For the past three years, a bizarre thing has happened in the United States. After rising every year since 1959, life expectancy suddenly started declining in 2014, when it was an all-time high of 78.9 years. Americans now live, on average, 78.6 years on average. A drop of 0.3 years doesn't sound like much—it's not even four months. But the U.S. is alone in this downward trend of life expectancy, and according to the Kaiser Family Foundation, it is also last among a dozen other developed countries.
Life expectancy is calculated using public health records and census data, and it's a useful model for analyzing quality of life. The last time life expectancy dropped in the U.S., 1915 through 1918, the country was beset by both World War I, which killed over 116,000 American soldiers, and the outbreak of the Spanish flu, which killed 675,000 people in the U.S. and an estimated 50 million worldwide.
Death from chronic health conditions, like heart disease and cancer, are not on the rise—in fact they’re in decline in some places. Instead, more and more deaths are a result of misery-driven maladies like drug overdoses, liver disease, and suicide—longer-term trends that have accelerated more rapidly in recent years. The number of overdose-related deaths, for example, increased steadily since 1999 before spiking sharply to 63,632 in 2016 and 70,237 in 2017, according to the Centers for Disease Control. The story is similar for suicide rates, which are currently at their highest levels since World War II. Suicides have increased 33 percent since 1999 and are worst in states with looser gun restrictions. And deaths from chronic liver disease, often the result of alcohol abuse, also rose by 30 percent in the same time period.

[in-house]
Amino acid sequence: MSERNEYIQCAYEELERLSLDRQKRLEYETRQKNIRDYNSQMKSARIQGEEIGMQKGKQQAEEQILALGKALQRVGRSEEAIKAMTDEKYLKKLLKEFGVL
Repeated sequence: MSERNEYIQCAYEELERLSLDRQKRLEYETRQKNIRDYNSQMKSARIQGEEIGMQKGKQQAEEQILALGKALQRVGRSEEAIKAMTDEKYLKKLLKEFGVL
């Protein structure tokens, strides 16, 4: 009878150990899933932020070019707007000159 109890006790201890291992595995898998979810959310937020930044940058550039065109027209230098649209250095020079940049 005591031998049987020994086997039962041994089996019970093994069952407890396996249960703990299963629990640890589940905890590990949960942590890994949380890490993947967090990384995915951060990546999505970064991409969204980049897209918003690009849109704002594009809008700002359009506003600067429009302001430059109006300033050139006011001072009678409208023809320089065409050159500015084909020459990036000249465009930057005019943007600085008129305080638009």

These are what clinical researchers have started calling "deaths of despair," the result of misery and hopelessness rather than accident, illness, or war. And they're afflicting mainly working-age people—more and more Americans are dying in the so-called prime of life, between the ages of 25 and 64 in particular, according to a Journal of the American Medical Association study. What's most remarkable is that the U.S. is alone in these trends. Speaking to NBC News, Steven Woolf, the author of the study, pointed out that many of these "deaths of despair" are clustered in depressed regions of the country, like the Rust Belt, which has suffered economically since the U.S. steel industry contracted sharply in the 1970s. Woolf also called the spike in early deaths a "distinctly American phenomenon."
The change in life expectancy is even more surprising considering that the racial gap is at a historic low: 75.54 years for black Americans and 79.12 years for white ones, according to the CDC. Part of that is because the recent opioid epidemic hasn't hit black communities as hard—opioid addiction often begins with legitimate pain-pill prescriptions, and since historically doctors haven't taken black patients' reports of pain as seriously as white patients’, black people were prescribed opioids at far lower rates.